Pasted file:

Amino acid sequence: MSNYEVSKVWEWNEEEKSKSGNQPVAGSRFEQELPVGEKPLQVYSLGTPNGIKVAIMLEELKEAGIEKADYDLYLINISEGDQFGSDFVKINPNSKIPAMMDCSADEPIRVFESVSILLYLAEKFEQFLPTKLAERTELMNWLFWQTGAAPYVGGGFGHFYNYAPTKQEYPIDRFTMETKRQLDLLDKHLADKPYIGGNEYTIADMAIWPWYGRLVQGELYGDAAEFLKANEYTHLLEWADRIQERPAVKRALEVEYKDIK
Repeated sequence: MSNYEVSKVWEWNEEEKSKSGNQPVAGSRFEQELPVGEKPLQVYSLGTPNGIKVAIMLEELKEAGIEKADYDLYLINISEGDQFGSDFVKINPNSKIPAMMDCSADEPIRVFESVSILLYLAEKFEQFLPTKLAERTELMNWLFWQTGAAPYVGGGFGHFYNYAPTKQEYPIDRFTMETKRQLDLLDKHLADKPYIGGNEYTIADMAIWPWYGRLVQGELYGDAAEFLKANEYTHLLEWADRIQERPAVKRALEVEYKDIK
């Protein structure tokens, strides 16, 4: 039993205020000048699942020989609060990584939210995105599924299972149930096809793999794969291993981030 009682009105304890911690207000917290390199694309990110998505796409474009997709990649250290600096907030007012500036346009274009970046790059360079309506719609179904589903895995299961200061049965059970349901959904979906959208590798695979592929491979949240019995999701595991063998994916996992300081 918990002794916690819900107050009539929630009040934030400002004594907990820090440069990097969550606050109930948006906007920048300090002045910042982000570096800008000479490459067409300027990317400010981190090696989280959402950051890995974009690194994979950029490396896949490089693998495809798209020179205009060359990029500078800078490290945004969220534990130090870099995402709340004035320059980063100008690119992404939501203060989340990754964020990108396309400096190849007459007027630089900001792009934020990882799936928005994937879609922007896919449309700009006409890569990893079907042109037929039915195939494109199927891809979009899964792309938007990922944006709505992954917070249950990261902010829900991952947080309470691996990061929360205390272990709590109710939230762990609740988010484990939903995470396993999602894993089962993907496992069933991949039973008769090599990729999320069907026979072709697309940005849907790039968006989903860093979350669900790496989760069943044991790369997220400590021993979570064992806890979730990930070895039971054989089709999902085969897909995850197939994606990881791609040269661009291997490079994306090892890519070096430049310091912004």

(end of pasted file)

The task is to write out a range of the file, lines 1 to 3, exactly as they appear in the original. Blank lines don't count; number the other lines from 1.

Amino acid sequence: MSNYEVSKVWEWNEEEKSKSGNQPVAGSRFEQELPVGEKPLQVYSLGTPNGIKVAIMLEELKEAGIEKADYDLYLINISEGDQFGSDFVKINPNSKIPAMMDCSADEPIRVFESVSILLYLAEKFEQFLPTKLAERTELMNWLFWQTGAAPYVGGGFGHFYNYAPTKQEYPIDRFTMETKRQLDLLDKHLADKPYIGGNEYTIADMAIWPWYGRLVQGELYGDAAEFLKANEYTHLLEWADRIQERPAVKRALEVEYKDIK
Repeated sequence: MSNYEVSKVWEWNEEEKSKSGNQPVAGSRFEQELPVGEKPLQVYSLGTPNGIKVAIMLEELKEAGIEKADYDLYLINISEGDQFGSDFVKINPNSKIPAMMDCSADEPIRVFESVSILLYLAEKFEQFLPTKLAERTELMNWLFWQTGAAPYVGGGFGHFYNYAPTKQEYPIDRFTMETKRQLDLLDKHLADKPYIGGNEYTIADMAIWPWYGRLVQGELYGDAAEFLKANEYTHLLEWADRIQERPAVKRALEVEYKDIK
């Protein structure tokens, strides 16, 4: 039993205020000048699942020989609060990584939210995105599924299972149930096809793999794969291993981030 009682009105304890911690207000917290390199694309990110998505796409474009997709990649250290600096907030007012500036346009274009970046790059360079309506719609179904589903895995299961200061049965059970349901959904979906959208590798695979592929491979949240019995999701595991063998994916996992300081 918990002794916690819900107050009539929630009040934030400002004594907990820090440069990097969550606050109930948006906007920048300090002045910042982000570096800008000479490459067409300027990317400010981190090696989280959402950051890995974009690194994979950029490396896949490089693998495809798209020179205009060359990029500078800078490290945004969220534990130090870099995402709340004035320059980063100008690119992404939501203060989340990754964020990108396309400096190849007459007027630089900001792009934020990882799936928005994937879609922007896919449309700009006409890569990893079907042109037929039915195939494109199927891809979009899964792309938007990922944006709505992954917070249950990261902010829900991952947080309470691996990061929360205390272990709590109710939230762990609740988010484990939903995470396993999602894993089962993907496992069933991949039973008769090599990729999320069907026979072709697309940005849907790039968006989903860093979350669900790496989760069943044991790369997220400590021993979570064992806890979730990930070895039971054989089709999902085969897909995850197939994606990881791609040269661009291997490079994306090892890519070096430049310091912004």